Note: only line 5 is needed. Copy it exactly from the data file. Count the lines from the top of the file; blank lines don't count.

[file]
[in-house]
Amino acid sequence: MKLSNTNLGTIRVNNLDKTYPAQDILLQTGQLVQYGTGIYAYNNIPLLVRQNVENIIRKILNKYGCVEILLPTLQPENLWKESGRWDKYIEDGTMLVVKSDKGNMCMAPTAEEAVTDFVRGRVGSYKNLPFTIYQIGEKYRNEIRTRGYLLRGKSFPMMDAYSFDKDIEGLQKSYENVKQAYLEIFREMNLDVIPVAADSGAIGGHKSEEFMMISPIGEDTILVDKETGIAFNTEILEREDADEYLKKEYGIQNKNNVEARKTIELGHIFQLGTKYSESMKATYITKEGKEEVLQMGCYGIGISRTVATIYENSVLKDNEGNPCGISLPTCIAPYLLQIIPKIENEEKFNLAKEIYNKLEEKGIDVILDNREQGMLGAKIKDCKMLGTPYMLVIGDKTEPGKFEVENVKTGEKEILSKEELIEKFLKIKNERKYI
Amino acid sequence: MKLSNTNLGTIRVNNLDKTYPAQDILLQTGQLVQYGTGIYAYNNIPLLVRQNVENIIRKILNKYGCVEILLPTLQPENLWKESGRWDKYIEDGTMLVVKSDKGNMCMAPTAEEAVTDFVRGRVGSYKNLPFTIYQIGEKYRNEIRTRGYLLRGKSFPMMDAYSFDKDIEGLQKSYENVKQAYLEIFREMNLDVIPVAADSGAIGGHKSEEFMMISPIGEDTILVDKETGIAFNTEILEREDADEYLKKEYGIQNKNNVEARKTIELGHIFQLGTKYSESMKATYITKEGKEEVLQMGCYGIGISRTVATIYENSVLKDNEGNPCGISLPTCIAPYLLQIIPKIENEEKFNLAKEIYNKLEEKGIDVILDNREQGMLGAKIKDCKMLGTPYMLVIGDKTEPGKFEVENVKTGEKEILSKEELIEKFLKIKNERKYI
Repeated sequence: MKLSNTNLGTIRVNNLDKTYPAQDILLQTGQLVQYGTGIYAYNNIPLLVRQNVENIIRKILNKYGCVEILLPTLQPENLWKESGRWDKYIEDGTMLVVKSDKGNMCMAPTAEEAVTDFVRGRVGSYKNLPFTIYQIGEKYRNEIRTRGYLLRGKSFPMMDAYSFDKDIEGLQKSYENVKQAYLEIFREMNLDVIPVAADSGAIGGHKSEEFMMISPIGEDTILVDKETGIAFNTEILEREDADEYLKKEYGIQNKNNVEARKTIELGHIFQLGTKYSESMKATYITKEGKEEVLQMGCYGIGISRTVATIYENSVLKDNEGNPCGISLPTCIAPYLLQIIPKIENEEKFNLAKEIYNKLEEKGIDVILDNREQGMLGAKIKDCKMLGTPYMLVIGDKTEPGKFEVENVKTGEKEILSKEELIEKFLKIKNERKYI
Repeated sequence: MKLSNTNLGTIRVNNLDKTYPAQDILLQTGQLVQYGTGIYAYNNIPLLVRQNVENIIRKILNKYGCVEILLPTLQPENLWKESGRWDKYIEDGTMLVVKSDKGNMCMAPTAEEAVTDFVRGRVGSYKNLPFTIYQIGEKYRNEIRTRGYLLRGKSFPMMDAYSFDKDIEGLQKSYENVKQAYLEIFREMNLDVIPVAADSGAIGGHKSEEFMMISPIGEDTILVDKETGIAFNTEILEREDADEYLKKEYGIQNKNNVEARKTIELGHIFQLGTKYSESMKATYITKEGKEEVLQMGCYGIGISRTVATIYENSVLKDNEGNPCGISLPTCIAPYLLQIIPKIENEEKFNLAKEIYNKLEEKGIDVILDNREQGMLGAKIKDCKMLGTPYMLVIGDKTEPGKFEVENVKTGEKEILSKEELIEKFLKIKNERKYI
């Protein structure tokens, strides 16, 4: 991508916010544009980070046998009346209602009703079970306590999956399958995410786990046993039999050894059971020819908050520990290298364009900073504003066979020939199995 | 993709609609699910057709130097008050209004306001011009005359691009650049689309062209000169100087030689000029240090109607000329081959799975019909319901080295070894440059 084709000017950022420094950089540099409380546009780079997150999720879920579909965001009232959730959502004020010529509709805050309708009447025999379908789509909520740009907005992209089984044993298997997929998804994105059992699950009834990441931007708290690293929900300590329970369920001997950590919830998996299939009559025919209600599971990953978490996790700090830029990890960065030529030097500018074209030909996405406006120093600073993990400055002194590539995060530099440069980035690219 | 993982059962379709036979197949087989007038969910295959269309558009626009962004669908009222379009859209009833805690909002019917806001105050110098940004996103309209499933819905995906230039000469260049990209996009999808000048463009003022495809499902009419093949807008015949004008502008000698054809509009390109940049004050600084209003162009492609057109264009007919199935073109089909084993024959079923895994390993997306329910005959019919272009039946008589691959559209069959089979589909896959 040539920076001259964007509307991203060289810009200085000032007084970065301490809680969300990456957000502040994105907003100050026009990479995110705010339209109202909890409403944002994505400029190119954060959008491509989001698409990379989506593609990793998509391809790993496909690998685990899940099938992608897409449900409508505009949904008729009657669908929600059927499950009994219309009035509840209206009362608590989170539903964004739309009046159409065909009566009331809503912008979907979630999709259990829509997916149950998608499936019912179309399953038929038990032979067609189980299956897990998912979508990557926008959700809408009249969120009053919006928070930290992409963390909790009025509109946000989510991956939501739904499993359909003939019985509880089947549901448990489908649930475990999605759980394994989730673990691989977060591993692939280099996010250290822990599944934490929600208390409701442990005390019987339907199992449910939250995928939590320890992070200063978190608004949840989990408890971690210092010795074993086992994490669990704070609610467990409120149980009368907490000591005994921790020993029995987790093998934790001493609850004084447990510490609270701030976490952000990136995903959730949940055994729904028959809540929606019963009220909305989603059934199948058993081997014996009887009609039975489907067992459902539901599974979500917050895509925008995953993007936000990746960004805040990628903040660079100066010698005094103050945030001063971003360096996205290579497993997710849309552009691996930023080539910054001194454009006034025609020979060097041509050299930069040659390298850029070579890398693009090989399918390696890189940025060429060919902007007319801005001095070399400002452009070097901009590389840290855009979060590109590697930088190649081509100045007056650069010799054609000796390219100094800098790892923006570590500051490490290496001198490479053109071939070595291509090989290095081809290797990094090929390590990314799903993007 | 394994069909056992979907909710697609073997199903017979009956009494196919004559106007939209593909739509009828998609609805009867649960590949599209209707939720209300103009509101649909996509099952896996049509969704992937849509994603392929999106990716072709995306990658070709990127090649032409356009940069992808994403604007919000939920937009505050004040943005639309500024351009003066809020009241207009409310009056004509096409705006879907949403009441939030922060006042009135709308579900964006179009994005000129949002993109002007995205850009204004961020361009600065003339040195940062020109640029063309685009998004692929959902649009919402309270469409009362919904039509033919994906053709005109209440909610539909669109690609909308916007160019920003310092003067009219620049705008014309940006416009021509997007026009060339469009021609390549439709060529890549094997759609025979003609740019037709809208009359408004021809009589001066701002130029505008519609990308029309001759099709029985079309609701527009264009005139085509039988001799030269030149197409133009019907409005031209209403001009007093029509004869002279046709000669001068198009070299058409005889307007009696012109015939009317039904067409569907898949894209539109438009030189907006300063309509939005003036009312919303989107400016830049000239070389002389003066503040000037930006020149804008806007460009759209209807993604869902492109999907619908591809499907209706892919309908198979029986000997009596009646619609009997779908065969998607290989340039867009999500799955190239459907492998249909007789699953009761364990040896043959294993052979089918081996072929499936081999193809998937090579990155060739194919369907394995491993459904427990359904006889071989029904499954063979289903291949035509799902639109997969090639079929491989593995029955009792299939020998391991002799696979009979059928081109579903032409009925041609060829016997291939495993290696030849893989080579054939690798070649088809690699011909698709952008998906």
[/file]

Repeated sequence: MKLSNTNLGTIRVNNLDKTYPAQDILLQTGQLVQYGTGIYAYNNIPLLVRQNVENIIRKILNKYGCVEILLPTLQPENLWKESGRWDKYIEDGTMLVVKSDKGNMCMAPTAEEAVTDFVRGRVGSYKNLPFTIYQIGEKYRNEIRTRGYLLRGKSFPMMDAYSFDKDIEGLQKSYENVKQAYLEIFREMNLDVIPVAADSGAIGGHKSEEFMMISPIGEDTILVDKETGIAFNTEILEREDADEYLKKEYGIQNKNNVEARKTIELGHIFQLGTKYSESMKATYITKEGKEEVLQMGCYGIGISRTVATIYENSVLKDNEGNPCGISLPTCIAPYLLQIIPKIENEEKFNLAKEIYNKLEEKGIDVILDNREQGMLGAKIKDCKMLGTPYMLVIGDKTEPGKFEVENVKTGEKEILSKEELIEKFLKIKNERKYI